What happens during an aircraft turnaround with British Airways…racing the clock
Tonight on ITV’s Heathrow – Britain’s Busiest Airport, Series 2, viewers got to see one of the tightest turn arounds at the airport as British Airways cleaned and preened a return flight to Brussels in just 50 minutes! We’ve taken a look at the clockwork operation to prepare an aircraft for passengers in more detail here.
NOTE: This turn around example is based upon the 50-minute Brussels turn around featured on ITV’s Heathrow: Britain’s Busiest Airport.
As the aircraft taxis onto stand ground loaders are on hand to “choc” the aircraft (place stops behind the wheels) and connect to auxilliary power and air-conditioning, so that engine use is minimized.
The loaders then “Cone” the aircraft – placing safety cones on the ground to protect the wings and engine areas from vehicles that will be servicing the aircraft.
Once it is safe to do so, the Turnround Manager will connect the air bridge to the aircraft at which point vehicles and handlers underneath the wing will straight away start unloading baggage and cargo.
Passengers leave through the front of the aircraft and during this time a team of cleaners commence cleaning the cabin (starting from the back of the aircraft), making sure all unwanted magazines, newspapers, books and left items are cleaned away from seat backs and all rubbish removed. Toilets and galley areas are cleaned and supplies replenished.
If the next flight has a new crew, the operating pilots and cabin crew will be on stand awaiting the arrival aircraft. Prior to the arrival of the aircraft, the pilots will have already gone through their pre-flight routines including studying the route of travel and weather conditions, while the cabin crew will have confirmed their expected passenger load, and noted any customers requiring any extra assistance.
5 -10 minutes after arrival
By this point, all customers will have left the aircraft and the turnaround process steps up a notch. Simultaneously, toilets are emptied (the sewerage being removed from the plane), water supplies are topped up, cabin crew are performing their safety (SEP) and security checks and new catering arrives.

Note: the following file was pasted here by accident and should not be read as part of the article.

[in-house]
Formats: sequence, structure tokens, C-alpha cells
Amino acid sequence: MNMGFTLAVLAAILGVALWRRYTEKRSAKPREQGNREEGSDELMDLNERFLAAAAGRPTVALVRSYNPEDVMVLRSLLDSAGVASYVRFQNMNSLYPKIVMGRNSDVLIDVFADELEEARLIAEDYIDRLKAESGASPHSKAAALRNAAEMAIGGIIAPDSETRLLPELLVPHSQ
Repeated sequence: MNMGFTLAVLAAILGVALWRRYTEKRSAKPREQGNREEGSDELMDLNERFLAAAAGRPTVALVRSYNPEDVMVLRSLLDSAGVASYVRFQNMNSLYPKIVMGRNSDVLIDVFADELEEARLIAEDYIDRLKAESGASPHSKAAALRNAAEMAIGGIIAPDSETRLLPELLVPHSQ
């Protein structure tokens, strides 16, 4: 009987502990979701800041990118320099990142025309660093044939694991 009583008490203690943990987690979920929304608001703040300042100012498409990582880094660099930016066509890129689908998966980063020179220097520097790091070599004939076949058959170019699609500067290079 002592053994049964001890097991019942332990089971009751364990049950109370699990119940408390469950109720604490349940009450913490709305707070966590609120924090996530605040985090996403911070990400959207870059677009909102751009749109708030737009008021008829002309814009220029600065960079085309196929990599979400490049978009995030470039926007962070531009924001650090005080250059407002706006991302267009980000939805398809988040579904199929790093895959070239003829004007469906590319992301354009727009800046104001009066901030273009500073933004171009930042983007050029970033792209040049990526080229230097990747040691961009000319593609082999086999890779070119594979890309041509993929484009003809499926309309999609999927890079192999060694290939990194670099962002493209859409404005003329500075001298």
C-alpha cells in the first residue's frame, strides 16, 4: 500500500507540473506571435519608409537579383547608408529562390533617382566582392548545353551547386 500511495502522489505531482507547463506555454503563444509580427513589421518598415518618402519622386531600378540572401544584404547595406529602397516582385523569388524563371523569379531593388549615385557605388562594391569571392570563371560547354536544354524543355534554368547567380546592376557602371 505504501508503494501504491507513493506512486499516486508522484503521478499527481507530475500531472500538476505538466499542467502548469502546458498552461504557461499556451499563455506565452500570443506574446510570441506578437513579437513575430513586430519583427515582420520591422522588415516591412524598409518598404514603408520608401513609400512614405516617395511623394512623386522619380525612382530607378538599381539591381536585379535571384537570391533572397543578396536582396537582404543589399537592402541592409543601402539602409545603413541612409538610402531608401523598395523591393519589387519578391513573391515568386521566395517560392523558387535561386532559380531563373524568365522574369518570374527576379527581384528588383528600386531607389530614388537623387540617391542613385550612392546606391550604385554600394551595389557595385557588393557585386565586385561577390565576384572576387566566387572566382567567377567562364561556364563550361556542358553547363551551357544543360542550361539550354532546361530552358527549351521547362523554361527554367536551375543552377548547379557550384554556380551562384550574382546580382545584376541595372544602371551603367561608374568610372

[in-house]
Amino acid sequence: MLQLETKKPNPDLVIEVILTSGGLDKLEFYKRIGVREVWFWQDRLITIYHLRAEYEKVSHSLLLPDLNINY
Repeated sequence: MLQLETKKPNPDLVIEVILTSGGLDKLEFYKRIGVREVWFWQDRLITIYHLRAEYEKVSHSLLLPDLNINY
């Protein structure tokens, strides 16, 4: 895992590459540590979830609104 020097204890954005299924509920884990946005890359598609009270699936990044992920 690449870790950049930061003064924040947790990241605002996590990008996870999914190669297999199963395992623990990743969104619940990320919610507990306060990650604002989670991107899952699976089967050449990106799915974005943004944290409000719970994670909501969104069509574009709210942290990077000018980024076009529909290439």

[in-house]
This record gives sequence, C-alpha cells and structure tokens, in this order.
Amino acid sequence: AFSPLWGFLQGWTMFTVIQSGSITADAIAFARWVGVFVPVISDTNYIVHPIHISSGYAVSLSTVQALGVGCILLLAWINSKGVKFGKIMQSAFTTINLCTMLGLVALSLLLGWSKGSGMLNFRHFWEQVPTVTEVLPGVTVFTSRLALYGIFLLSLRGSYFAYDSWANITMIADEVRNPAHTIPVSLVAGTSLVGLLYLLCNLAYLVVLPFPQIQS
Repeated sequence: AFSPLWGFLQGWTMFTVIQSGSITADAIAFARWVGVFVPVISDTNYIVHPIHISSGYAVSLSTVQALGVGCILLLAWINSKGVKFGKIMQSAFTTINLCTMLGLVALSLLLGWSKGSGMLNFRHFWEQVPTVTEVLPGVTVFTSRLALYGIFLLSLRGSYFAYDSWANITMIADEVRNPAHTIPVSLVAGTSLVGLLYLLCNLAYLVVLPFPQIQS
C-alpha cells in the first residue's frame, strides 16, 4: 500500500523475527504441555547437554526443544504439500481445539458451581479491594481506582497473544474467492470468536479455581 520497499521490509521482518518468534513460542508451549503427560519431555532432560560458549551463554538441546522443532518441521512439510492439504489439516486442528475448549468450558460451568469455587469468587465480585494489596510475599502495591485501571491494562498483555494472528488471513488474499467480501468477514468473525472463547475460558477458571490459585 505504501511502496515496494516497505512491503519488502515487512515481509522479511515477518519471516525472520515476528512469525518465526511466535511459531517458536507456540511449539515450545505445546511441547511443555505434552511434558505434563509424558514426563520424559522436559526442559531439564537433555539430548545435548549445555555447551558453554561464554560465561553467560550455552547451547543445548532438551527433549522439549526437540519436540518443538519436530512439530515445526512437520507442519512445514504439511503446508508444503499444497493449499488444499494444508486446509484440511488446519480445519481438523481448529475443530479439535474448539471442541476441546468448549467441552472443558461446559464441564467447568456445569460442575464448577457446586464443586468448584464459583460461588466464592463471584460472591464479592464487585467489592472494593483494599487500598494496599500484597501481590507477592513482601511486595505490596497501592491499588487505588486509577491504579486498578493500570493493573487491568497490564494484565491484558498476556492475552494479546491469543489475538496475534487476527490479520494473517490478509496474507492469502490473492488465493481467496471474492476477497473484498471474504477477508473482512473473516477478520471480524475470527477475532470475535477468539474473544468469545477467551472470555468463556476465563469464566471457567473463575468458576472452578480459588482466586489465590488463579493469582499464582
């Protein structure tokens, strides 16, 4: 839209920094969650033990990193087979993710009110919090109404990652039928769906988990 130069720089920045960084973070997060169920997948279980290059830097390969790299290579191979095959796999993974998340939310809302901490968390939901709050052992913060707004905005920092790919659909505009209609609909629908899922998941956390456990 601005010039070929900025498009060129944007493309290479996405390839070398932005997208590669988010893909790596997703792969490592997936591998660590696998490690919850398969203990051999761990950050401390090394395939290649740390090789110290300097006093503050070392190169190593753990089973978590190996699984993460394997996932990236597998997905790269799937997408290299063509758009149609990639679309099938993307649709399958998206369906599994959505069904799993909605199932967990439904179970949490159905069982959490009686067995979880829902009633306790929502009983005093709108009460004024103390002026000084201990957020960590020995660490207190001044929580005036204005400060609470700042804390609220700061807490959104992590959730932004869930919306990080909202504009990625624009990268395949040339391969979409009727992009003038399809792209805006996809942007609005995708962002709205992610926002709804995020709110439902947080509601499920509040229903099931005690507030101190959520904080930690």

Trolleys, containers housing food, beverages and duty free goods are brought onto the aircraft and safely stowed away in the galley areas.
The aircraft interior is now ready for the next flight’s passengers, but there is still a lot to do to get it ready for take-off!
Underneath the wing, refueling of the aircraft begins and passenger baggage arrives via two loaders at either end of the aircraft to help speed up the process.
Pilots and cabin crew will at this point liaise with the Turnround Manager to confirm all the relevant facts and figures relating to the departing flight, e.g. duration, number of passengers, destination.
The next step for the pilots is to complete their own checks of the aircraft both inside and outside, including looking at the undercarriage and engines.
Airline customer service staff liaise with the Turnround Manager to confirm everything is set for the boarding process to begin before passengers are then directed onto the aircraft.
40-45 minutes in:
At the 40 minute mark, the aircraft tug (the vehicle that “pushes-back” the aircraft from stand) arrives ready for when preparations are complete.
Meanwhile, the final elements of the boarding process and the loading of baggage and cargo is completed.
45-50 minutes in:
Doors closed! The aircraft is now ready to depart and the tug will push it back from the stand so that it can taxi to the runway.
We’ve profiled two of British Airways’ stars who help out with the turnaround process in Episode 2 of ITV’s Heathrow: Britain’s Busiest Airport, series 2:
- Meet Anasthasia, British Airways first aircraft ground handler
- The old red cap, British Airways turnaround manager Allan Butcher